When Brad Cloepfil, principal of Allied Works Architecture, won the competition to design the Clyfford Still Museum in Denver in 2006, he found in its director, Dean Sobel, a client who was uncommonly receptive to his creative process. “It would scare most clients, who just want to know what the building’s going to look like,” said Cloepfil.
In architecture’s inner circles, Cloepfil has become known for his highly conceptual models and quick gestural drawings. He rarely shows these to clients but considers them an essential part of his “searching for a building.” Noticing these esoteric little studies popping up all over the worktables during his trips to Allied’s studios in New York and Portland, Oregon, Sobel convinced Cloepfil to collaborate on an exhibition dedicated to his process. “Case Work: Studies in Form, Space & Construction by Brad Cloepfil/Allied Works Architecture,” with more than 60 handmade sculptural objects and sketches never before shown publicly, has just opened at the Denver Art Museum, conveniently located steps away from the Still Museum. (The exhibition travels to the Portland Art Museum in June.)
The challenge for Cloepfil was how to present what he calls “tools,” as opposed to buildings or artworks (despite the material allure of models made by stacking cedar shingles or collaging sawed-off colored pencils). Rather than put his three-dimensional forms on pedestals or in vitrines, the architect designed wooden toolboxes that open and pivot and slide to offer cantilevered ledges on which to show off his objects. “It feels to me like you could just keep pulling pieces out of the endlessly unfolding box,” said Cloepfil, who has suspended his ten toolboxes, which each operate in a unique way, inside a linear steel armature dominating the gallery (think of Fred Sandback’s planes outlined in space by yarn, a reference for Cloepfil).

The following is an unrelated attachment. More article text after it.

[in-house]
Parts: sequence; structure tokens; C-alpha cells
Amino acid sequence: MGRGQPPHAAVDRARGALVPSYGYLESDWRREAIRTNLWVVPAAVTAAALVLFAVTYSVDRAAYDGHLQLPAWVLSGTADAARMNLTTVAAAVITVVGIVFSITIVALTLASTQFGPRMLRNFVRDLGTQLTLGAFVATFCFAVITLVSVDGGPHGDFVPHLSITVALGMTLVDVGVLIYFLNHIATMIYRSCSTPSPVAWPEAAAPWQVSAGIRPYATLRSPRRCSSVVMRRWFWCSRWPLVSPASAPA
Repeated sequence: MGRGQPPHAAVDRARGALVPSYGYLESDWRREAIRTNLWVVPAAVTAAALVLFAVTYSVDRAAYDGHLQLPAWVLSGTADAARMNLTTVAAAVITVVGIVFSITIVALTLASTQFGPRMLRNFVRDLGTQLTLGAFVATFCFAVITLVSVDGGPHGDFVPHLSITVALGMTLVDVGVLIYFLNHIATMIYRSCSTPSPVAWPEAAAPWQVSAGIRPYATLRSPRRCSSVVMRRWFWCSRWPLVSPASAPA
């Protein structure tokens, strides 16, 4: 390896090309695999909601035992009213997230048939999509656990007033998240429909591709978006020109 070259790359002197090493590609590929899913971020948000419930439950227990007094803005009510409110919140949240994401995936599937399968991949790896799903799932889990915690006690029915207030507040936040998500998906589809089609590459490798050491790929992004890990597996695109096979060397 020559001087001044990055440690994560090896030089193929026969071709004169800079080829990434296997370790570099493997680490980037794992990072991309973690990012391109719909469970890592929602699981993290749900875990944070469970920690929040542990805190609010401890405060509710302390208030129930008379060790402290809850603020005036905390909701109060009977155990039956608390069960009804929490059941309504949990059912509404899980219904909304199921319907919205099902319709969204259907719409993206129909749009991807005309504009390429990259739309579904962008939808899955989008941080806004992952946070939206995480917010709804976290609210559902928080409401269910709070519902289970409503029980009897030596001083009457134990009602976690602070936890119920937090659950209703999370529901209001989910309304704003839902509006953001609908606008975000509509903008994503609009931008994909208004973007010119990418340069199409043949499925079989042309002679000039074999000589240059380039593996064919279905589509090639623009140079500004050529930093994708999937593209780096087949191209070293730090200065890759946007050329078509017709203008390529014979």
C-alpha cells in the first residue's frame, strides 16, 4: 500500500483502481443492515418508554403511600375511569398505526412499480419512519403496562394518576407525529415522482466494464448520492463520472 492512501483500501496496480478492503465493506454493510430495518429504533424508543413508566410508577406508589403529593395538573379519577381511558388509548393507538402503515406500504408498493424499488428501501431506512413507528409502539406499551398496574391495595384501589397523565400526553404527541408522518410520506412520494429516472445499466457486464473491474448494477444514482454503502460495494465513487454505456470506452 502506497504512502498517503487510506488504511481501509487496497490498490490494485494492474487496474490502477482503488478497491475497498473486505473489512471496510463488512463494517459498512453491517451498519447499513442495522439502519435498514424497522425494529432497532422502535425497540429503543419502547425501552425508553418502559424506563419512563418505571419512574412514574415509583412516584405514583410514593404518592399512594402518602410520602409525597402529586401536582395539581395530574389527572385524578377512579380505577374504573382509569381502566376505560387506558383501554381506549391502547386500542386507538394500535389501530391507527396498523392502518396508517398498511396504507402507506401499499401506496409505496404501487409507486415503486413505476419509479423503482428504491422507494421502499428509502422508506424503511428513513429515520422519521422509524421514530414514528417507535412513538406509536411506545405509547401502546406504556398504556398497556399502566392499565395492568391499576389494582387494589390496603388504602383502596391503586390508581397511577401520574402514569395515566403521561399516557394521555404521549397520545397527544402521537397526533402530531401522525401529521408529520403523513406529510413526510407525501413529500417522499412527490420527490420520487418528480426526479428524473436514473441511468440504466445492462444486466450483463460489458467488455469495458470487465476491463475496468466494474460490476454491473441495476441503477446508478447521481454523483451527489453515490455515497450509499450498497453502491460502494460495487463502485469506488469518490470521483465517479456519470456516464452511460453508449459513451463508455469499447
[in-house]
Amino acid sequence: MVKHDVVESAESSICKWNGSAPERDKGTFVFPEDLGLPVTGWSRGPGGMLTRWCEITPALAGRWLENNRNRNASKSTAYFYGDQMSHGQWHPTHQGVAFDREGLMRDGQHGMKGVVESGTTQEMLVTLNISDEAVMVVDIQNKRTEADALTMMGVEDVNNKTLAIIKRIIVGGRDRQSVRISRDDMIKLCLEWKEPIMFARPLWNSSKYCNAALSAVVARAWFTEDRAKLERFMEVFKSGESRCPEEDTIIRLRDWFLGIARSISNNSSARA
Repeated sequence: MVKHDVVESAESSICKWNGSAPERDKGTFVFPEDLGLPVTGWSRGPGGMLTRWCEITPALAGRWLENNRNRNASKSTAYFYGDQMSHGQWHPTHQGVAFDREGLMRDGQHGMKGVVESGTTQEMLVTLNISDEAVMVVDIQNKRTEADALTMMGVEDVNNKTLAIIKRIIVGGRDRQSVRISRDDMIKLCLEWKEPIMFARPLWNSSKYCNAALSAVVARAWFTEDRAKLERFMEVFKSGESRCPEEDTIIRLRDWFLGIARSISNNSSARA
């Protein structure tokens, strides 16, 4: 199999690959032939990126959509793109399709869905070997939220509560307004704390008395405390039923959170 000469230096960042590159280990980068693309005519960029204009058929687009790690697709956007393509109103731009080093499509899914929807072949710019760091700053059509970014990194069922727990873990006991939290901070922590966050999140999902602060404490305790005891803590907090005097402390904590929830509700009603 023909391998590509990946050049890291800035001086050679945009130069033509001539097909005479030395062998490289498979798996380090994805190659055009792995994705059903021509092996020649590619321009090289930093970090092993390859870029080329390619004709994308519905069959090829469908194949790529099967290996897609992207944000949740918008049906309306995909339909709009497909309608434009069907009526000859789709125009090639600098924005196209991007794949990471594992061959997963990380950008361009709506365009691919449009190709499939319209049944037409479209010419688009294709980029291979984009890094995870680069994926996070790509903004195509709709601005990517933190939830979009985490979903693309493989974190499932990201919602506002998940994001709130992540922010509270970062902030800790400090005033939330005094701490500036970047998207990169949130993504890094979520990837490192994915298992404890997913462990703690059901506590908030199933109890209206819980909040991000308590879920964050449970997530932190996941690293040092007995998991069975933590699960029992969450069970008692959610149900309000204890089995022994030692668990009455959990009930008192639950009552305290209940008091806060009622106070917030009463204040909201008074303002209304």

The room offers viewers a circuitous route, with multiple iterations of projects including the Museum of Arts and Design in New York, the Contemporary Art Museum St. Louis, and the National Music Centre of Canada in Calgary scattered throughout the labyrinth and on the walls, and just a single postcard image of each finished building affixed to sketches dashed off in pastel and charcoal on vellum. More literal-minded viewers (like some of Cloepfil’s clients) looking to understand the evolution of a given building may be a bit frustrated, but the non-linear approach seems intended to mirror the creative process itself.
It certainly offers dazzling moments of discovery. A 2009 model for the National Music Centre of Canada, made from a cut-up trombone cast inside concrete shafts suggesting a world of music amidst interconnected towers, is displayed in a mirror-lined toolbox. A cube of black walnut dovetailing with brass rods and tubes, a 2014 model for the competition to design the Metropolitan Museum’s Modern and Contemporary Wing (Cloepfil came in second), illuminates the places of intersection between the museum and Central Park. It is set atop a toolbox with velvet-lined sliding drawers holding bars of sample materials including gold leaf, copper wire, and pine cones. It is hard to tell what the expansion might have looked like, but the gemlike display is stunning.
Among the multiple studies for the Still Museum is the first little concept model from 2007 showing two white resin cells atop a rectangle rising up out of a charcoal ground. “We knew we wanted all the galleries on the top floor and the idea of shafts of light piercing the earth,” said Cloepfil. “The model isn’t representational but it has driven the building from the start. The building is that model.”